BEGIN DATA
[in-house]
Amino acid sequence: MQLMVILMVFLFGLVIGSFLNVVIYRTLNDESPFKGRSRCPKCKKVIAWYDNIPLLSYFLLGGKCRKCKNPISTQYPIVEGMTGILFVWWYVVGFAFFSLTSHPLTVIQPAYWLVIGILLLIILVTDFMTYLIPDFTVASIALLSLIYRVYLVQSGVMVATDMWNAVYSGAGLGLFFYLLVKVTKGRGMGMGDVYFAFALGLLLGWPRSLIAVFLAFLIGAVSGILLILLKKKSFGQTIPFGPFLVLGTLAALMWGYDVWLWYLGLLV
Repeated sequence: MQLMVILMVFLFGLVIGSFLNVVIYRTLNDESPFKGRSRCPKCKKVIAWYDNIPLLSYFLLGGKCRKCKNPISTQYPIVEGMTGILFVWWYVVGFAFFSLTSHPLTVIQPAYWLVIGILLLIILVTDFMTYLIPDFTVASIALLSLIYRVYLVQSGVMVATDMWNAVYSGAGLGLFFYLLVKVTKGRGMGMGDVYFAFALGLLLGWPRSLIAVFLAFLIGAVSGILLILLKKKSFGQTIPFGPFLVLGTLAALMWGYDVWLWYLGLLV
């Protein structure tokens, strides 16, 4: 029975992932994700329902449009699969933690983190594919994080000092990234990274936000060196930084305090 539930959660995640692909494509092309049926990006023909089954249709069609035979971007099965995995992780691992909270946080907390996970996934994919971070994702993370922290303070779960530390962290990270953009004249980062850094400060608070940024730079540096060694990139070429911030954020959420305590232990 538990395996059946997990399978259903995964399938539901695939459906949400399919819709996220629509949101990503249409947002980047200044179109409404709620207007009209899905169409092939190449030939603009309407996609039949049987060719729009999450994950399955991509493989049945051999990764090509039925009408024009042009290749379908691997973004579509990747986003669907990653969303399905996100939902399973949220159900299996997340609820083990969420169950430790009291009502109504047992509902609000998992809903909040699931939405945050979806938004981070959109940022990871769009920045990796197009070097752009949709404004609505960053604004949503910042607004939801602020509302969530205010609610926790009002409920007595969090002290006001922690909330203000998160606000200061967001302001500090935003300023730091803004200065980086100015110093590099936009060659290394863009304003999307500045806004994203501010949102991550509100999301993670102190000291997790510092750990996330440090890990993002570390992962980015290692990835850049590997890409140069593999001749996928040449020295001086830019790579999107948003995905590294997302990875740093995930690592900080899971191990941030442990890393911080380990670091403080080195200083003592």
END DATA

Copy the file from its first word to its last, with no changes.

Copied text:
[in-house]
Amino acid sequence: MQLMVILMVFLFGLVIGSFLNVVIYRTLNDESPFKGRSRCPKCKKVIAWYDNIPLLSYFLLGGKCRKCKNPISTQYPIVEGMTGILFVWWYVVGFAFFSLTSHPLTVIQPAYWLVIGILLLIILVTDFMTYLIPDFTVASIALLSLIYRVYLVQSGVMVATDMWNAVYSGAGLGLFFYLLVKVTKGRGMGMGDVYFAFALGLLLGWPRSLIAVFLAFLIGAVSGILLILLKKKSFGQTIPFGPFLVLGTLAALMWGYDVWLWYLGLLV
Repeated sequence: MQLMVILMVFLFGLVIGSFLNVVIYRTLNDESPFKGRSRCPKCKKVIAWYDNIPLLSYFLLGGKCRKCKNPISTQYPIVEGMTGILFVWWYVVGFAFFSLTSHPLTVIQPAYWLVIGILLLIILVTDFMTYLIPDFTVASIALLSLIYRVYLVQSGVMVATDMWNAVYSGAGLGLFFYLLVKVTKGRGMGMGDVYFAFALGLLLGWPRSLIAVFLAFLIGAVSGILLILLKKKSFGQTIPFGPFLVLGTLAALMWGYDVWLWYLGLLV
């Protein structure tokens, strides 16, 4: 029975992932994700329902449009699969933690983190594919994080000092990234990274936000060196930084305090 539930959660995640692909494509092309049926990006023909089954249709069609035979971007099965995995992780691992909270946080907390996970996934994919971070994702993370922290303070779960530390962290990270953009004249980062850094400060608070940024730079540096060694990139070429911030954020959420305590232990 538990395996059946997990399978259903995964399938539901695939459906949400399919819709996220629509949101990503249409947002980047200044179109409404709620207007009209899905169409092939190449030939603009309407996609039949049987060719729009999450994950399955991509493989049945051999990764090509039925009408024009042009290749379908691997973004579509990747986003669907990653969303399905996100939902399973949220159900299996997340609820083990969420169950430790009291009502109504047992509902609000998992809903909040699931939405945050979806938004981070959109940022990871769009920045990796197009070097752009949709404004609505960053604004949503910042607004939801602020509302969530205010609610926790009002409920007595969090002290006001922690909330203000998160606000200061967001302001500090935003300023730091803004200065980086100015110093590099936009060659290394863009304003999307500045806004994203501010949102991550509100999301993670102190000291997790510092750990996330440090890990993002570390992962980015290692990835850049590997890409140069593999001749996928040449020295001086830019790579999107948003995905590294997302990875740093995930690592900080899971191990941030442990890393911080380990670091403080080195200083003592």